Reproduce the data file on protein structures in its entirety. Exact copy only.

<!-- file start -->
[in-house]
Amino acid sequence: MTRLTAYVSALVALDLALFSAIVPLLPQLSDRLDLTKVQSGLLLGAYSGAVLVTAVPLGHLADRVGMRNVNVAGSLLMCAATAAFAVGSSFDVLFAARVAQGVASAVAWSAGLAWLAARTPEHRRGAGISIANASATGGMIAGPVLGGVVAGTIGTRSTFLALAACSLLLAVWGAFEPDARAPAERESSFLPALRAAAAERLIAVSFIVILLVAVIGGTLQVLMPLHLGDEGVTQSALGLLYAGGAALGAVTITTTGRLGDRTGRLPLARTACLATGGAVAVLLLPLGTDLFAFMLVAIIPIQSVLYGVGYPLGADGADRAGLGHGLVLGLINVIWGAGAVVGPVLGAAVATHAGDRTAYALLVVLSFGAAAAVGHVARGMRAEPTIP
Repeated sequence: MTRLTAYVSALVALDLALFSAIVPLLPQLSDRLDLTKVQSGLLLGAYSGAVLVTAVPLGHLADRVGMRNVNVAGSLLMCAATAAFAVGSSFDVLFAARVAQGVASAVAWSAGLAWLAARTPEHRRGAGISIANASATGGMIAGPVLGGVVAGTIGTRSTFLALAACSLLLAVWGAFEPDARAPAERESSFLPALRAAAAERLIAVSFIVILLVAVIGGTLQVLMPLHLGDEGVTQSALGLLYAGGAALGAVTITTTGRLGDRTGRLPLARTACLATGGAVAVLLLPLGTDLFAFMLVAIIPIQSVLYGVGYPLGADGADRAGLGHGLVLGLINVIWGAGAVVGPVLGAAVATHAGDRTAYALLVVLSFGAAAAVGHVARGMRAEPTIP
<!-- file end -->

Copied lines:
[in-house]
Amino acid sequence: MTRLTAYVSALVALDLALFSAIVPLLPQLSDRLDLTKVQSGLLLGAYSGAVLVTAVPLGHLADRVGMRNVNVAGSLLMCAATAAFAVGSSFDVLFAARVAQGVASAVAWSAGLAWLAARTPEHRRGAGISIANASATGGMIAGPVLGGVVAGTIGTRSTFLALAACSLLLAVWGAFEPDARAPAERESSFLPALRAAAAERLIAVSFIVILLVAVIGGTLQVLMPLHLGDEGVTQSALGLLYAGGAALGAVTITTTGRLGDRTGRLPLARTACLATGGAVAVLLLPLGTDLFAFMLVAIIPIQSVLYGVGYPLGADGADRAGLGHGLVLGLINVIWGAGAVVGPVLGAAVATHAGDRTAYALLVVLSFGAAAAVGHVARGMRAEPTIP
Repeated sequence: MTRLTAYVSALVALDLALFSAIVPLLPQLSDRLDLTKVQSGLLLGAYSGAVLVTAVPLGHLADRVGMRNVNVAGSLLMCAATAAFAVGSSFDVLFAARVAQGVASAVAWSAGLAWLAARTPEHRRGAGISIANASATGGMIAGPVLGGVVAGTIGTRSTFLALAACSLLLAVWGAFEPDARAPAERESSFLPALRAAAAERLIAVSFIVILLVAVIGGTLQVLMPLHLGDEGVTQSALGLLYAGGAALGAVTITTTGRLGDRTGRLPLARTACLATGGAVAVLLLPLGTDLFAFMLVAIIPIQSVLYGVGYPLGADGADRAGLGHGLVLGLINVIWGAGAVVGPVLGAAVATHAGDRTAYALLVVLSFGAAAAVGHVARGMRAEPTIP